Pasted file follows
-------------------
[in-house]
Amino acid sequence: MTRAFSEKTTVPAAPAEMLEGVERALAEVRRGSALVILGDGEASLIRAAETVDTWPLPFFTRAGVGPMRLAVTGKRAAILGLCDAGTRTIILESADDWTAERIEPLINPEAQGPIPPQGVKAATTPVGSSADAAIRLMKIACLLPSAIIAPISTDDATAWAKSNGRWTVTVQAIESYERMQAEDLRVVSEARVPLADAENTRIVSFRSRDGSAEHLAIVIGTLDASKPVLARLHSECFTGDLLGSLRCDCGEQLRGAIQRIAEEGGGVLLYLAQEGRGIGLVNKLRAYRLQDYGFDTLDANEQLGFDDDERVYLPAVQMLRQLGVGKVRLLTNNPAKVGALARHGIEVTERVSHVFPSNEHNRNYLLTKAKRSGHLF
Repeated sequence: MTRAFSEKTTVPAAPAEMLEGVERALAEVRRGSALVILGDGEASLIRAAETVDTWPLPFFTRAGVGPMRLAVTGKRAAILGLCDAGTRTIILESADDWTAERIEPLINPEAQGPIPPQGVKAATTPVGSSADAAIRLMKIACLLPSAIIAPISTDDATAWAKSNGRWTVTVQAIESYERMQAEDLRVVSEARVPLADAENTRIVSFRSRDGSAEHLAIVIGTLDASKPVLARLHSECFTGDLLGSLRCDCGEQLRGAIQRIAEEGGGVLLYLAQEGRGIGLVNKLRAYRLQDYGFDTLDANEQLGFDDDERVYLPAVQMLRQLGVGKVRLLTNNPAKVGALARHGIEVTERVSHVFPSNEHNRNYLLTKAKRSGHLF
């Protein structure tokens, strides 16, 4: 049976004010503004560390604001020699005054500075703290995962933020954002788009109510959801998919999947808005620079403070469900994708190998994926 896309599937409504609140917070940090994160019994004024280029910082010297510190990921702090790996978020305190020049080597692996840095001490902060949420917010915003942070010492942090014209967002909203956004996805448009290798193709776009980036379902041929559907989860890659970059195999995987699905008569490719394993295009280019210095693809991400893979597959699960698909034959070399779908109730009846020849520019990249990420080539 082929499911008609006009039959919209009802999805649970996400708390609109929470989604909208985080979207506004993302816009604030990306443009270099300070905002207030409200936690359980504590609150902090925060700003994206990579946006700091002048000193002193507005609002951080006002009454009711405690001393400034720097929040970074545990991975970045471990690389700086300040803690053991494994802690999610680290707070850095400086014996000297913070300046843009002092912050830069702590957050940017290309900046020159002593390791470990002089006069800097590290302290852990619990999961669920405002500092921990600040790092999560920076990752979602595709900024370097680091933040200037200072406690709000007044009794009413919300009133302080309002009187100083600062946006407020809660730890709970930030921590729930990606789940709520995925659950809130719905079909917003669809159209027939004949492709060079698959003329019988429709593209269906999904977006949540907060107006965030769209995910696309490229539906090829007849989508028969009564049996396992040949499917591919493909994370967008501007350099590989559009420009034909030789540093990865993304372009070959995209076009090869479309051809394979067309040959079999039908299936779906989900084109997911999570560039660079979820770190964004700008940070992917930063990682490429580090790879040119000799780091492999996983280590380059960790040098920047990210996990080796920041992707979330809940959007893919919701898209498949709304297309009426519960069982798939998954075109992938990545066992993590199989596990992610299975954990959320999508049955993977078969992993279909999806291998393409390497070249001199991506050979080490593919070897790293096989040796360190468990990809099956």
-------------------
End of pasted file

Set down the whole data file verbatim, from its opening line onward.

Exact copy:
[in-house]
Amino acid sequence: MTRAFSEKTTVPAAPAEMLEGVERALAEVRRGSALVILGDGEASLIRAAETVDTWPLPFFTRAGVGPMRLAVTGKRAAILGLCDAGTRTIILESADDWTAERIEPLINPEAQGPIPPQGVKAATTPVGSSADAAIRLMKIACLLPSAIIAPISTDDATAWAKSNGRWTVTVQAIESYERMQAEDLRVVSEARVPLADAENTRIVSFRSRDGSAEHLAIVIGTLDASKPVLARLHSECFTGDLLGSLRCDCGEQLRGAIQRIAEEGGGVLLYLAQEGRGIGLVNKLRAYRLQDYGFDTLDANEQLGFDDDERVYLPAVQMLRQLGVGKVRLLTNNPAKVGALARHGIEVTERVSHVFPSNEHNRNYLLTKAKRSGHLF
Repeated sequence: MTRAFSEKTTVPAAPAEMLEGVERALAEVRRGSALVILGDGEASLIRAAETVDTWPLPFFTRAGVGPMRLAVTGKRAAILGLCDAGTRTIILESADDWTAERIEPLINPEAQGPIPPQGVKAATTPVGSSADAAIRLMKIACLLPSAIIAPISTDDATAWAKSNGRWTVTVQAIESYERMQAEDLRVVSEARVPLADAENTRIVSFRSRDGSAEHLAIVIGTLDASKPVLARLHSECFTGDLLGSLRCDCGEQLRGAIQRIAEEGGGVLLYLAQEGRGIGLVNKLRAYRLQDYGFDTLDANEQLGFDDDERVYLPAVQMLRQLGVGKVRLLTNNPAKVGALARHGIEVTERVSHVFPSNEHNRNYLLTKAKRSGHLF
């Protein structure tokens, strides 16, 4: 049976004010503004560390604001020699005054500075703290995962933020954002788009109510959801998919999947808005620079403070469900994708190998994926 896309599937409504609140917070940090994160019994004024280029910082010297510190990921702090790996978020305190020049080597692996840095001490902060949420917010915003942070010492942090014209967002909203956004996805448009290798193709776009980036379902041929559907989860890659970059195999995987699905008569490719394993295009280019210095693809991400893979597959699960698909034959070399779908109730009846020849520019990249990420080539 082929499911008609006009039959919209009802999805649970996400708390609109929470989604909208985080979207506004993302816009604030990306443009270099300070905002207030409200936690359980504590609150902090925060700003994206990579946006700091002048000193002193507005609002951080006002009454009711405690001393400034720097929040970074545990991975970045471990690389700086300040803690053991494994802690999610680290707070850095400086014996000297913070300046843009002092912050830069702590957050940017290309900046020159002593390791470990002089006069800097590290302290852990619990999961669920405002500092921990600040790092999560920076990752979602595709900024370097680091933040200037200072406690709000007044009794009413919300009133302080309002009187100083600062946006407020809660730890709970930030921590729930990606789940709520995925659950809130719905079909917003669809159209027939004949492709060079698959003329019988429709593209269906999904977006949540907060107006965030769209995910696309490229539906090829007849989508028969009564049996396992040949499917591919493909994370967008501007350099590989559009420009034909030789540093990865993304372009070959995209076009090869479309051809394979067309040959079999039908299936779906989900084109997911999570560039660079979820770190964004700008940070992917930063990682490429580090790879040119000799780091492999996983280590380059960790040098920047990210996990080796920041992707979330809940959007893919919701898209498949709304297309009426519960069982798939998954075109992938990545066992993590199989596990992610299975954990959320999508049955993977078969992993279909999806291998393409390497070249001199991506050979080490593919070897790293096989040796360190468990990809099956």